Isle of Canes

Isle of Canes

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by Elizabeth Shown Mills
     
 

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About the Author:

Elizabeth Shown Mills is a historical writer who has spent her life studying Southern culture and the relationships between people‹emotional as well as genetic. A popular lecturer, author of numerous works on generational history, and past president of the American Society of Genealogists, Elizabeth recently retired as editor of the National

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Overview

About the Author:

Elizabeth Shown Mills is a historical writer who has spent her life studying Southern culture and the relationships between people‹emotional as well as genetic. A popular lecturer, author of numerous works on generational history, and past president of the American Society of Genealogists, Elizabeth recently retired as editor of the National Genealogical Society Quarterly to devote her time to writing. Isle of Canes is her first novel.

Editorial Reviews

Lalita Tademy
Mills is a master story teller, bringing to vivid life untold pieces of our country’s hsitory.
author of the New York Times bestseller Cane River
Historical Novels Review
A masterpiece. You may never look at American history the same way again.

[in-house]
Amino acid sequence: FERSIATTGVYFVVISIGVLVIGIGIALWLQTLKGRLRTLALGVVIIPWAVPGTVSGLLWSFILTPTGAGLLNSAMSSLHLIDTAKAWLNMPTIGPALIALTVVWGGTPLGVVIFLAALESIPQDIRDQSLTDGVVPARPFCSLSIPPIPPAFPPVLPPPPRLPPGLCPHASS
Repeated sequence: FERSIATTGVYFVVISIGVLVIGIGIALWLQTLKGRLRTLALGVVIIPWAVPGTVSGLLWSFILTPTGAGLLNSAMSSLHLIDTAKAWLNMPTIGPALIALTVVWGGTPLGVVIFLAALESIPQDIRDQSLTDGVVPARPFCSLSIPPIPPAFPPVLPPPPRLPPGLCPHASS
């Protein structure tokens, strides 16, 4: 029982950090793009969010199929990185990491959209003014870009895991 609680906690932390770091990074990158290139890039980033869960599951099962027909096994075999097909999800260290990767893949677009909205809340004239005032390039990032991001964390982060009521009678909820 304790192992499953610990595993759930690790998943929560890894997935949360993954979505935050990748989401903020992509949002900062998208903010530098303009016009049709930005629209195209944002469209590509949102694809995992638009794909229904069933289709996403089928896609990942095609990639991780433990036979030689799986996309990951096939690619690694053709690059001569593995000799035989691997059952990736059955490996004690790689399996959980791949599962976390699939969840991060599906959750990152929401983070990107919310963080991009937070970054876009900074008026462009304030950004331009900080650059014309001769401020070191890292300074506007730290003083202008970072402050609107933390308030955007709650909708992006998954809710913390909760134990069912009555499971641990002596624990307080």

City Social Magazine
In language that flows like poetry... issues of race and social standing are portrayed with an honesty that is rare in southern literature.

Product Details

ISBN-13:
9781593313067
Publisher:
Turner Publishing Company
Publication date:
09/01/2006
Pages:
583
Sales rank:
665,632
Product dimensions:
6.04(w) x 8.92(h) x 1.22(d)

Read an Excerpt

“Papa? More gruel? We must keep up your strength.”

François barely heard the words. His mouth moved mechanically as the warm mush was injected, but his mind struggled feverishly to find some meaning to his life.

Coincoin. His little goddess. His and Fanny’s gift to a world that had given them so little. Long ago, or was it yesterday? He had sat out on the edge of a broad hill and watched his little girl grow up. No, she didn’t grow up, either. She had always been grown. What was it he had thought that night? That Destiny surely had greater things in mind when she created this woman-child? Yes! Fanny’s destiny was not dead! She had bequeathed it to this daughter, and Coincoin would fulfill it! Only she didn’t know! Fanny had not told her!